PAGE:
Using Computer Games as Therapy for PD

December 5, 2018

A new pilot study from the University of California San Francisco (UCSF) School of Nursing found that playing computer-based physical therapy games can help those with Parkinson disease (PD) improve their gait and balance.

The UCSF team worked with Red Hill Studios, a gaming software developer, on the study, and they are the first research team in the United States to receive federal funding in the burgeoning field of low-cost computerized physical therapy games. These specialized games are designed to encourage physical movements that have been scientifically tested to help people with functional disabilities and diseases.

UCSF and Red Hill worked together on 9 clinically inspired games designed to help those with PD, having the games focus on body movements and gestures that previous research has shown to be beneficial for delaying the physical symptoms of PD. The games are similar to Wii and Kinect games where users win points by moving their bodies in certain ways, and each game has multiple levels so that games are tailored to individual users’ needs and abilities.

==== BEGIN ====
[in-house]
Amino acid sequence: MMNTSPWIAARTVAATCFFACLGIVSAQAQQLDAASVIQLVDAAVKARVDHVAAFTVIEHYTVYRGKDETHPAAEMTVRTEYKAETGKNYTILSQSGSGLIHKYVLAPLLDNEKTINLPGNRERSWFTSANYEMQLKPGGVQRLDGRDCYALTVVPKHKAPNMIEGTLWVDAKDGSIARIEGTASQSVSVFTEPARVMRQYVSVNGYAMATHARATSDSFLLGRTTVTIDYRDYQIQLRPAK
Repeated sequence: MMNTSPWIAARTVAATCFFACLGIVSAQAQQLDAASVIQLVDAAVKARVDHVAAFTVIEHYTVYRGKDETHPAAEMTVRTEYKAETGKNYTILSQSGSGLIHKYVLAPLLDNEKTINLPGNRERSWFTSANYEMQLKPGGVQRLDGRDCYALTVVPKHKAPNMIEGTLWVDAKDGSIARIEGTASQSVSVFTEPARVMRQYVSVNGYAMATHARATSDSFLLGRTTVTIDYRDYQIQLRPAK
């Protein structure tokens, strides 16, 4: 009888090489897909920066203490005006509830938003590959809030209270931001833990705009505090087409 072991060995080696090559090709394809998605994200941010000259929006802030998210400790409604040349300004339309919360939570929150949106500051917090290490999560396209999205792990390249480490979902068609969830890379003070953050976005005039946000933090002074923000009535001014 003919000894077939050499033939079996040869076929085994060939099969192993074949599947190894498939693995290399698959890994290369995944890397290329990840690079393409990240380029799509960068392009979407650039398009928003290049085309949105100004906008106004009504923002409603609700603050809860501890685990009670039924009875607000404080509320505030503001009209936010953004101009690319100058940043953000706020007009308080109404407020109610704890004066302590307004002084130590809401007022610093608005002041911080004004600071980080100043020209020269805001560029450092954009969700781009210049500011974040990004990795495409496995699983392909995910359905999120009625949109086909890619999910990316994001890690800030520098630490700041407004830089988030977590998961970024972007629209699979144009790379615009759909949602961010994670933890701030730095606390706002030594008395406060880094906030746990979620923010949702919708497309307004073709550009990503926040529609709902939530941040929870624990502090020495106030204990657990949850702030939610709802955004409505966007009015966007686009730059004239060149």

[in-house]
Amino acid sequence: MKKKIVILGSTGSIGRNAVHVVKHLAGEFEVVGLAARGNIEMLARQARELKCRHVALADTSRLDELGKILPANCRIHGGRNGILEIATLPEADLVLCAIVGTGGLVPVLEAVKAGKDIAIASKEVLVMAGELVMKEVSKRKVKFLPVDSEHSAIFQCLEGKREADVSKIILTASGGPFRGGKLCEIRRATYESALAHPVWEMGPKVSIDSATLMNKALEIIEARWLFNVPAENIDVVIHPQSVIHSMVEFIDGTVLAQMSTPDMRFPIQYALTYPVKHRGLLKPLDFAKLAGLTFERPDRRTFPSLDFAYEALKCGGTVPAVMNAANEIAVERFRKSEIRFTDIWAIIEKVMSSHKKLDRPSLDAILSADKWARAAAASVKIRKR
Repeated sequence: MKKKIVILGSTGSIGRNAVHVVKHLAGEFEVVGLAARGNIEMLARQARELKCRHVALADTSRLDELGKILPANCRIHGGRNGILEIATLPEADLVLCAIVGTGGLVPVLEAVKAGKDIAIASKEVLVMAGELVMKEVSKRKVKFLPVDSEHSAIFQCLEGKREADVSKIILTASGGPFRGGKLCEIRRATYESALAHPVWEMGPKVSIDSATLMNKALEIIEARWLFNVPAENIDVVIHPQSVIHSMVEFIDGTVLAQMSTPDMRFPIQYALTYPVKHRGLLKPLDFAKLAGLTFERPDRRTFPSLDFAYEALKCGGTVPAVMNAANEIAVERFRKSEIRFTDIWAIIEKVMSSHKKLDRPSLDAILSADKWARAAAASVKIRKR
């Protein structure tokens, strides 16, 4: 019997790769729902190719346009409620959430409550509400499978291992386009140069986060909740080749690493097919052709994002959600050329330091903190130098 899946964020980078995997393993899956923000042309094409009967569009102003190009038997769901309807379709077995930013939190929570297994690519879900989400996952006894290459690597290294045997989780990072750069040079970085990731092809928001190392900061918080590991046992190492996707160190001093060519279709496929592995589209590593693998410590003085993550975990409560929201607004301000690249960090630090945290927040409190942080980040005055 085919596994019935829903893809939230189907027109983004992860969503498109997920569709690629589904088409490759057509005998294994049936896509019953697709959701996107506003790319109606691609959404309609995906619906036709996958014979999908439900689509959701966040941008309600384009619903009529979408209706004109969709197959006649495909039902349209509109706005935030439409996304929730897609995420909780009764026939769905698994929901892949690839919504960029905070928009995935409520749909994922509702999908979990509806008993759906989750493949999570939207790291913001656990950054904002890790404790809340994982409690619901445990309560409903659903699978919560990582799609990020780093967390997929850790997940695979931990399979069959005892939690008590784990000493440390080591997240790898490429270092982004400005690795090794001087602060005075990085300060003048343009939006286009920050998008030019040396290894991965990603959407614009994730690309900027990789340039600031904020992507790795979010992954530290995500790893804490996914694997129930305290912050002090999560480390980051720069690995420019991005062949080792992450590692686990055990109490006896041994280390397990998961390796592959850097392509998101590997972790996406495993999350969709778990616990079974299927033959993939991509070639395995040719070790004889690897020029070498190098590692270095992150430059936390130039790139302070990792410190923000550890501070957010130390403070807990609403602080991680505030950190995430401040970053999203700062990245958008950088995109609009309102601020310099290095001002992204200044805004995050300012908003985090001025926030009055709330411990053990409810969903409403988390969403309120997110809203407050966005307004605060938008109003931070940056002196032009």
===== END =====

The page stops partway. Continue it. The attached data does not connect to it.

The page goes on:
The 3-month project involved 20 participants in northern California with moderate levels of PD. Users wore a custom sensor suit with tracking sensors to analyze participants’ movements; research teams tracked their performance daily.

After playing the games for 12 weeks, 65% of game players demonstrated longer stride length, 55% increased gait velocity, and 55% reported improved balance confidence. 

UCSF team leader Glenna Dowling, RN, PhD, professor and chair of the UCSF Department of Physiological Nursing, said in a UCSF news release, “These initial studies show the promise of custom-designed physical therapy games promoting specific movements and gestures that can help patients get better….Now that we have this preliminary positive result, we want to conduct a longer term clinical trial with more subjects to confirm these initial findings.”

—Amanda Del Signore


UCSF School of Nursing. Computer Games Help People with Parkinson's Disease. Accessed December 5, 2018. 

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